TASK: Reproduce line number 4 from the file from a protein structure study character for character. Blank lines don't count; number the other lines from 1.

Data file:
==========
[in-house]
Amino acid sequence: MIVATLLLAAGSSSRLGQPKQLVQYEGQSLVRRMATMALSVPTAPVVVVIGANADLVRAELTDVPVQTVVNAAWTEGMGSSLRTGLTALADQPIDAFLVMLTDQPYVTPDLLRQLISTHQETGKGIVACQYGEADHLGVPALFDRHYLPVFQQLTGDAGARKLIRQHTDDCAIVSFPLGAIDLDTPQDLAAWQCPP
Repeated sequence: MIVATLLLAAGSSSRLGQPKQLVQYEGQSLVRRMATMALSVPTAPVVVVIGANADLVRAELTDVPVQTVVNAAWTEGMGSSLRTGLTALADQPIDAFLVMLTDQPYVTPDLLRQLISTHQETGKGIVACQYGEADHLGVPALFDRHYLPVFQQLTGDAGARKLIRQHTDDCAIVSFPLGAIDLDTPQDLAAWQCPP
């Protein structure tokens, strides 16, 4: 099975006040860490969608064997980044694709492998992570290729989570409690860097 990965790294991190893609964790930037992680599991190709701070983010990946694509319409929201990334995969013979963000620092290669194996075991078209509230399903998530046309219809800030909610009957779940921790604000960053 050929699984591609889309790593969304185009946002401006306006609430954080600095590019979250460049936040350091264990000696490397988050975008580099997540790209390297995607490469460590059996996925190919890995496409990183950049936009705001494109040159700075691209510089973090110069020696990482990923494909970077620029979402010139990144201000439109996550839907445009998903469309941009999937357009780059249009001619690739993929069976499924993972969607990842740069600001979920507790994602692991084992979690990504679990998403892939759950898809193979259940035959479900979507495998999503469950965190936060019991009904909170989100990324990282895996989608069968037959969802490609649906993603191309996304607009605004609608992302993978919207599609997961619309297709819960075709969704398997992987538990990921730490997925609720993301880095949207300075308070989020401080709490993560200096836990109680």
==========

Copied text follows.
């Protein structure tokens, strides 16, 4: 099975006040860490969608064997980044694709492998992570290729989570409690860097 990965790294991190893609964790930037992680599991190709701070983010990946694509319409929201990334995969013979963000620092290669194996075991078209509230399903998530046309219809800030909610009957779940921790604000960053 050929699984591609889309790593969304185009946002401006306006609430954080600095590019979250460049936040350091264990000696490397988050975008580099997540790209390297995607490469460590059996996925190919890995496409990183950049936009705001494109040159700075691209510089973090110069020696990482990923494909970077620029979402010139990144201000439109996550839907445009998903469309941009999937357009780059249009001619690739993929069976499924993972969607990842740069600001979920507790994602692991084992979690990504679990998403892939759950898809193979259940035959479900979507495998999503469950965190936060019991009904909170989100990324990282895996989608069968037959969802490609649906993603191309996304607009605004609608992302993978919207599609997961619309297709819960075709969704398997992987538990990921730490997925609720993301880095949207300075308070989020401080709490993560200096836990109680």